13 June 2009

The crusade of the nanny state

Anti-smoking fanatics have taken my part of the country by storm. 

Beginning January 1, 2008, the state of Illinois became entirely smoke-free. That means that in public parks, restaurants and even bars, smoking of any type is expressly prohibited. An organization called Smoke Free St. Louis is attempting to achieve the same objective on our side of the Mississippi River, simultaneously pushing the St. Louis City and St. Louis County governments to adopt ordinances that would ban smoking even in privately owned businesses. 

To his great credit, St. Louis Mayor Francis Slay (a Democrat) shot down all hopes of a smoking ban in the city. However, the city of Clayton, the ritzy suburban St. Louis business hub, remains under siege by anti-smoking fanatics who wish to ban smoking in all public places.

It's one thing for the government to ban smoking on publicly owned premises, such as city parks or government buildings. It's an entirely different thing to bring the hammer down on privately owned businesses, already neck-deep in red tape and taxes.  

Of course smoking is unhealthy. 

You know what else is unhealthy? 

McDonalds. Jack in the Box. Soda. Beer. Fast cars. Traveling long distances. General laziness.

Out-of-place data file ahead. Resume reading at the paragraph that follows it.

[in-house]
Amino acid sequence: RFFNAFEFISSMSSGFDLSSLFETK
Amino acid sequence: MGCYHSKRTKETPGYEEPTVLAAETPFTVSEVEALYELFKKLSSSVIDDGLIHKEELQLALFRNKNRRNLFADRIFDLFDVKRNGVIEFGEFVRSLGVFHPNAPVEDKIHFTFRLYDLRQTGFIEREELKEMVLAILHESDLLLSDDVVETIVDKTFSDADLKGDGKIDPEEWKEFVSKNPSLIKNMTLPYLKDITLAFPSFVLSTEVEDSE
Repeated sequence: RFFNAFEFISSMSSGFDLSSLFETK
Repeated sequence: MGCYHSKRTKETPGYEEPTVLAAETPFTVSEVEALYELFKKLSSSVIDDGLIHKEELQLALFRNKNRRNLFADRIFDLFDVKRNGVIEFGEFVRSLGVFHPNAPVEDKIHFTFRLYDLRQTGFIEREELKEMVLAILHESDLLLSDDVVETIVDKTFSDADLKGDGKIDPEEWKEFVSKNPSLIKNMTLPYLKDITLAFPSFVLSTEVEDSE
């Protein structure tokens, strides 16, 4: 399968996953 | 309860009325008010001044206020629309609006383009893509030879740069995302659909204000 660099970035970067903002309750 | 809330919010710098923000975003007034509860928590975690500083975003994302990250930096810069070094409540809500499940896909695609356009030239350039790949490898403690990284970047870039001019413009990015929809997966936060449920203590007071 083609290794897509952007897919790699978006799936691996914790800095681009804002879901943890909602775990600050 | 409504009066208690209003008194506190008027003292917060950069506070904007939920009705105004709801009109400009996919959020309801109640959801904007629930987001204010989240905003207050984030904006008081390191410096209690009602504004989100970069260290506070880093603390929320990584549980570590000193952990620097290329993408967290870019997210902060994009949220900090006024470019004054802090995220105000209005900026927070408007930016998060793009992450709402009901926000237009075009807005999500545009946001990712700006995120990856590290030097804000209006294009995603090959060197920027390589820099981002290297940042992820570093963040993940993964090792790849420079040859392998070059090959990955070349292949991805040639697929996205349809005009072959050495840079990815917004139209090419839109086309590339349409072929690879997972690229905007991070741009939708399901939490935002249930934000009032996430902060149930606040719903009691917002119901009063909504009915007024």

Would nanny staters like to legislate those out of existence as well?

Each week, I try to incorporate 2-3 days of weightlifting and 2-3 days of cardio exercise into my routine. I do not do this because I particularly enjoy lifting heavy things, nor running in St. Louis' extraordinarily muggy temperatures during the summer. Rather, I do it because I made a conscious decision to treat my body reasonably well. 

If anti-smoking fanatics' main -- and really, only -- argument is based on the obvious health benefits of not smoking, then what is next? There are obvious health benefits to drinking milk instead of Coke. There are similarly obvious health benefits to choosing Subway over Taco Bell. There are obvious health benefits to regular exercise.

If the government is able to ban smoking in privately owned restaurants and bars because smoking is unhealthy, why shouldn't it be able to force citizens to exercise twice a week?

If an individual qualifies as "morbidly obese," why shouldn't the government be able to hit that individual's fast food purchases with astronomical taxes? 

Additionally, and equally as critically, there is no cognizable reason whatsoever that the government should be able to mandate to a private business owner that he or she must not allow smoking in his or her private establishment. It's absolute lunacy to claim otherwise.

The main argument I hear anti-smoking fanatics citing is that when one goes to a restaurant or bar, he or she should not be forced to encounter cigarette smoke.

I'm sorry.

Is someone holding a gun to your head, demanding that you eat at that particular restaurant? 

If so, by all means, dine at said restaurant. 

But if not ...




I suppose that, in addition to being unable to make choices about how to spend my money wisely (I'll take those Air Jordans over that health insurance, please), I am also unable to decide where to dine.

I genuinely wonder if there is something terribly wrong with me that I find this particular argument so patently insulting. 

It is one thing for the government to choose to ban smoking in public places, such as a city park or government building. But it's an entirely different proposition to mandate to privately owned businesses that they must do the same.